How to drag movie clips using Adobe Flash and ActionScript 2.0

Project Critique

For our first project critique, I would like you to pair up with someone else in the class and spend some time playing their game, then fill out the project critique sheet that I have provided. You will be expected to introduce the game to the class, then comment on three things that your project partner did well and three things that you think could be improved. We will also be voting on who the class believes the best project belongs to (You will be voting on which projects you think are first, second and third place). If there is an odd number of folks turning in projects, then someone will have to be in a group of three.

Character Dressup Game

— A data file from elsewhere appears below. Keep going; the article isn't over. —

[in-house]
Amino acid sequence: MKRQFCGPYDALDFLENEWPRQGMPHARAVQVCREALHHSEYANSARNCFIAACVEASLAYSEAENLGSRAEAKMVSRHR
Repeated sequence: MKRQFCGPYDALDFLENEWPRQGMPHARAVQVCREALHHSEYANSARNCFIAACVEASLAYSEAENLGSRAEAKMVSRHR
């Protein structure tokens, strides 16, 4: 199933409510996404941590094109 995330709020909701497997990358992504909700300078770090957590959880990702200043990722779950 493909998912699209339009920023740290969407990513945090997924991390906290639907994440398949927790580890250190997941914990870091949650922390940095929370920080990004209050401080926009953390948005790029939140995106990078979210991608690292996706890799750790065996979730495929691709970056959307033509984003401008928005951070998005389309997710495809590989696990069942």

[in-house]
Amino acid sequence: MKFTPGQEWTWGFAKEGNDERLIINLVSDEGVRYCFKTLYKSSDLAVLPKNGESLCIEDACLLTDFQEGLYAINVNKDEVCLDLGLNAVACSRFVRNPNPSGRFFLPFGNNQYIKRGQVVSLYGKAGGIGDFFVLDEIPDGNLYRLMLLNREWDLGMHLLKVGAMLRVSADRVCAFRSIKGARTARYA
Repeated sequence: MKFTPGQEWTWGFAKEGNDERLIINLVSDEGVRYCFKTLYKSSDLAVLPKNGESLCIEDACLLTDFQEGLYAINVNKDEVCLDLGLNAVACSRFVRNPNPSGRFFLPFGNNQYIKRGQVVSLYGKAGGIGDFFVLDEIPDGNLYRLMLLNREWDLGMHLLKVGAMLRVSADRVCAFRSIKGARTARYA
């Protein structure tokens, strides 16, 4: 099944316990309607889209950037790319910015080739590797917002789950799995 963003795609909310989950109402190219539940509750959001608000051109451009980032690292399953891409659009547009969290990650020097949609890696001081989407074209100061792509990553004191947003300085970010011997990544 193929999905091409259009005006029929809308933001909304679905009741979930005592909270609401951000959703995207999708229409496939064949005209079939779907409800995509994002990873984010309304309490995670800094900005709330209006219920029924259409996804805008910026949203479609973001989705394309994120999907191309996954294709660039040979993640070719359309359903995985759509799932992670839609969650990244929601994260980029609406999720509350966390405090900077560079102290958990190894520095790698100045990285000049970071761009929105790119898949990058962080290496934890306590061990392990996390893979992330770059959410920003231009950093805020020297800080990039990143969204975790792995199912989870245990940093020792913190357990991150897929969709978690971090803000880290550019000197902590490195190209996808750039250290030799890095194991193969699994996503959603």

Our next project will be technically less of a challenge, but creatively more complicated. We're going to be creating a character dressup game, which can be done in two ways. You can create a character that you dress up with different clothes or you can create a Mr. Potato type game where the character has different body parts.

Take a look at this elephant dressup mini-game:

You'll notice that you can drag the t-shirts and move them on top of the elephant.You can either draw your own character or use photographs. To use photographs, you'll have to save the photos as transparent .pngs so that the photos don't have a white background. If you decide to go that route, let me know and I'll help you do this in Photoshop.

Let's look at the code in Flash for dragging a movie clip. Open up Flash and create a simple movie clip. Click on the movie clip and insert the following code:

on(press)
{
    startDrag(this);
}

Test your movie clip and you'll see that if you click on the clip it will follow the mouse. startDrag takes the parameter (this) becauseThat works great, but we need a way to make drop the movie clip. We'll need to add another event handler for this: